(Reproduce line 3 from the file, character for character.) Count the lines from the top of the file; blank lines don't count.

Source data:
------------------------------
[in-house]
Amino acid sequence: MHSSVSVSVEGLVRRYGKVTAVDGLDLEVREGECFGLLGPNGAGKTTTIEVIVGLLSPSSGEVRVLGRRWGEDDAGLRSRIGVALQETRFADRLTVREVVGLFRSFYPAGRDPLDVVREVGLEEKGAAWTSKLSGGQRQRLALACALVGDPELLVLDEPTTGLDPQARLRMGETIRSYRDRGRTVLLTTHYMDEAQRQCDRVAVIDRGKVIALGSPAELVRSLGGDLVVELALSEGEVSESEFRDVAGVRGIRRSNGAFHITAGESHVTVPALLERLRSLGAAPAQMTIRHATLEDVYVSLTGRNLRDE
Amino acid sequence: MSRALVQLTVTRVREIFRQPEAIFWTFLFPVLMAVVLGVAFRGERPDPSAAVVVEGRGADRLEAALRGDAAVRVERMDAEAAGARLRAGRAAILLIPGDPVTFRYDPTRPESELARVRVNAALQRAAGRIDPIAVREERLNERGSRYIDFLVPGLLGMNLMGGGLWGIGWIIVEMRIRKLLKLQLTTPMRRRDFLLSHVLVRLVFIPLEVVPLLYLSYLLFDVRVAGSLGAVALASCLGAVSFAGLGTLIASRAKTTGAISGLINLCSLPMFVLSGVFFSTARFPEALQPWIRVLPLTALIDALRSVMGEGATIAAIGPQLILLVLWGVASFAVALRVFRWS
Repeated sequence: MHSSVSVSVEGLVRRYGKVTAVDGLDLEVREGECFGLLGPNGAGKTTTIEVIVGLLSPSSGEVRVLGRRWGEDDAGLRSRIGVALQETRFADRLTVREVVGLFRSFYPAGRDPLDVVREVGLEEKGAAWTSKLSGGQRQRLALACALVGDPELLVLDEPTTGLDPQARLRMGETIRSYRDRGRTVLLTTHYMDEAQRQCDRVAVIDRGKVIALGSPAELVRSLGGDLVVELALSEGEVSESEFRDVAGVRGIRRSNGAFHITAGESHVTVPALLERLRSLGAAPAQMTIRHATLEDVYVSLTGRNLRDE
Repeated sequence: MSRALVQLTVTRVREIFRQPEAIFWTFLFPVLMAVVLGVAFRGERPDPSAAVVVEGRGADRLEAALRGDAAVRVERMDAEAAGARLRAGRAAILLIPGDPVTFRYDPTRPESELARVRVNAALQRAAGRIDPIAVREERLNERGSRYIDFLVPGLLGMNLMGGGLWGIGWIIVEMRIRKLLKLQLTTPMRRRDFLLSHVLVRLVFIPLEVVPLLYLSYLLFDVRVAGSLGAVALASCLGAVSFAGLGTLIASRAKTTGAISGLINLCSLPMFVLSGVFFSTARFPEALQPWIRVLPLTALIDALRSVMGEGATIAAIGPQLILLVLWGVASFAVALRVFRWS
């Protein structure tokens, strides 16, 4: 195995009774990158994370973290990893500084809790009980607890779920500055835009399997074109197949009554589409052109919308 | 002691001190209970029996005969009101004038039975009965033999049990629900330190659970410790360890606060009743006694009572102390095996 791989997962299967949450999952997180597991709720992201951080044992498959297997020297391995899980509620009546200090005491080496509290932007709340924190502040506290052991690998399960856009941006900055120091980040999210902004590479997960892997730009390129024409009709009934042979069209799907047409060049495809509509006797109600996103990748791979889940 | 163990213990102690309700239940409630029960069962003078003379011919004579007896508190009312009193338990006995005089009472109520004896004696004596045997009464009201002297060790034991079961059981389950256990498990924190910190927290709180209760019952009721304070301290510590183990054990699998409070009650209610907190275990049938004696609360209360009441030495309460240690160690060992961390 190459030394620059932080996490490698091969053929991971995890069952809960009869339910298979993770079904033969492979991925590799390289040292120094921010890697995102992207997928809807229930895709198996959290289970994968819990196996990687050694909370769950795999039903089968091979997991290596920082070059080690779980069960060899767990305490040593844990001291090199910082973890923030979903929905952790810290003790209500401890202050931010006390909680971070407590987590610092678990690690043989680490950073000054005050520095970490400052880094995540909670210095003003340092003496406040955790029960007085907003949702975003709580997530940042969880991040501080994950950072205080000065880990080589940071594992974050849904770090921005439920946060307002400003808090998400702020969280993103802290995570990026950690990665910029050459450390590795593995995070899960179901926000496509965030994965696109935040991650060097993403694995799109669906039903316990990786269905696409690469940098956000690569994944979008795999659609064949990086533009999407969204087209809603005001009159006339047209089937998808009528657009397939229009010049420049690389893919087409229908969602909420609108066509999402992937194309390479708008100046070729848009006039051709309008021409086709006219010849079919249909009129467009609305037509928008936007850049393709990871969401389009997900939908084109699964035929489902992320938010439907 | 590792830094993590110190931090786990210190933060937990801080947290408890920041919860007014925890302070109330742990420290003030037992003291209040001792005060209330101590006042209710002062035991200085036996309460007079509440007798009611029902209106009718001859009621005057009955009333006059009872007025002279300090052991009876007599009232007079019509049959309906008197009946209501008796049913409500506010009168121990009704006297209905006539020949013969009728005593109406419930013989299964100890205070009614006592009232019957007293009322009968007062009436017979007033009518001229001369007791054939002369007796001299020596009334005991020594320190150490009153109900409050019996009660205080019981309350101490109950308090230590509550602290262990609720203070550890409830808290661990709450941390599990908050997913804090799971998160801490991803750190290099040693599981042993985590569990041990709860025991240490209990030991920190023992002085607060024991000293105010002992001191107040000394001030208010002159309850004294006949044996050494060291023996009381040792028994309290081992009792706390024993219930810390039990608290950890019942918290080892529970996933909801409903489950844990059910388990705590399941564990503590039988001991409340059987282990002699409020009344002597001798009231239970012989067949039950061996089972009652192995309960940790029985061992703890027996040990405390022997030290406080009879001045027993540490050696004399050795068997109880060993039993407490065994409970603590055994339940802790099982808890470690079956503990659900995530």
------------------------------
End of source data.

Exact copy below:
Amino acid sequence: MSRALVQLTVTRVREIFRQPEAIFWTFLFPVLMAVVLGVAFRGERPDPSAAVVVEGRGADRLEAALRGDAAVRVERMDAEAAGARLRAGRAAILLIPGDPVTFRYDPTRPESELARVRVNAALQRAAGRIDPIAVREERLNERGSRYIDFLVPGLLGMNLMGGGLWGIGWIIVEMRIRKLLKLQLTTPMRRRDFLLSHVLVRLVFIPLEVVPLLYLSYLLFDVRVAGSLGAVALASCLGAVSFAGLGTLIASRAKTTGAISGLINLCSLPMFVLSGVFFSTARFPEALQPWIRVLPLTALIDALRSVMGEGATIAAIGPQLILLVLWGVASFAVALRVFRWS